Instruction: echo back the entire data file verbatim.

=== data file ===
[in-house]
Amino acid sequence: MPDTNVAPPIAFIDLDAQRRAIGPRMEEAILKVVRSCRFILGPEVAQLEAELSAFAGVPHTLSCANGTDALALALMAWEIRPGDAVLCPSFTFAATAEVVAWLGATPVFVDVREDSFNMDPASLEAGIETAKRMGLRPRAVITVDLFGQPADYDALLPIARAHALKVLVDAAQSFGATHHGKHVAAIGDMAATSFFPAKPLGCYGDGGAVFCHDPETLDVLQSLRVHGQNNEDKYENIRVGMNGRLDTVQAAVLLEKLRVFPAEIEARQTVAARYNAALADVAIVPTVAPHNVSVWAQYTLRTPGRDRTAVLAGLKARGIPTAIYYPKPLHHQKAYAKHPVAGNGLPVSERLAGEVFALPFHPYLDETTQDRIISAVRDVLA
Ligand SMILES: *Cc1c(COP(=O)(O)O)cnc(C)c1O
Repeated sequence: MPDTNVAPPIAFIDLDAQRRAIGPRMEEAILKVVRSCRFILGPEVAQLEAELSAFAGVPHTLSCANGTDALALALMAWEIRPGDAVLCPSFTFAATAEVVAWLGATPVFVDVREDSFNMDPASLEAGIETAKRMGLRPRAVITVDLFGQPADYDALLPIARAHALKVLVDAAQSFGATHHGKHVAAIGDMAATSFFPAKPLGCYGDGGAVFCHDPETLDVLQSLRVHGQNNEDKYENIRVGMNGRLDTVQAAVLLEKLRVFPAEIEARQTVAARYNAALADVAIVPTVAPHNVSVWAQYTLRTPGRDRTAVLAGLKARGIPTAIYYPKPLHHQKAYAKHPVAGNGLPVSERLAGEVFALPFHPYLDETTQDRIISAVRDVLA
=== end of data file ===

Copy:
[in-house]
Amino acid sequence: MPDTNVAPPIAFIDLDAQRRAIGPRMEEAILKVVRSCRFILGPEVAQLEAELSAFAGVPHTLSCANGTDALALALMAWEIRPGDAVLCPSFTFAATAEVVAWLGATPVFVDVREDSFNMDPASLEAGIETAKRMGLRPRAVITVDLFGQPADYDALLPIARAHALKVLVDAAQSFGATHHGKHVAAIGDMAATSFFPAKPLGCYGDGGAVFCHDPETLDVLQSLRVHGQNNEDKYENIRVGMNGRLDTVQAAVLLEKLRVFPAEIEARQTVAARYNAALADVAIVPTVAPHNVSVWAQYTLRTPGRDRTAVLAGLKARGIPTAIYYPKPLHHQKAYAKHPVAGNGLPVSERLAGEVFALPFHPYLDETTQDRIISAVRDVLA
Ligand SMILES: *Cc1c(COP(=O)(O)O)cnc(C)c1O
Repeated sequence: MPDTNVAPPIAFIDLDAQRRAIGPRMEEAILKVVRSCRFILGPEVAQLEAELSAFAGVPHTLSCANGTDALALALMAWEIRPGDAVLCPSFTFAATAEVVAWLGATPVFVDVREDSFNMDPASLEAGIETAKRMGLRPRAVITVDLFGQPADYDALLPIARAHALKVLVDAAQSFGATHHGKHVAAIGDMAATSFFPAKPLGCYGDGGAVFCHDPETLDVLQSLRVHGQNNEDKYENIRVGMNGRLDTVQAAVLLEKLRVFPAEIEARQTVAARYNAALADVAIVPTVAPHNVSVWAQYTLRTPGRDRTAVLAGLKARGIPTAIYYPKPLHHQKAYAKHPVAGNGLPVSERLAGEVFALPFHPYLDETTQDRIISAVRDVLA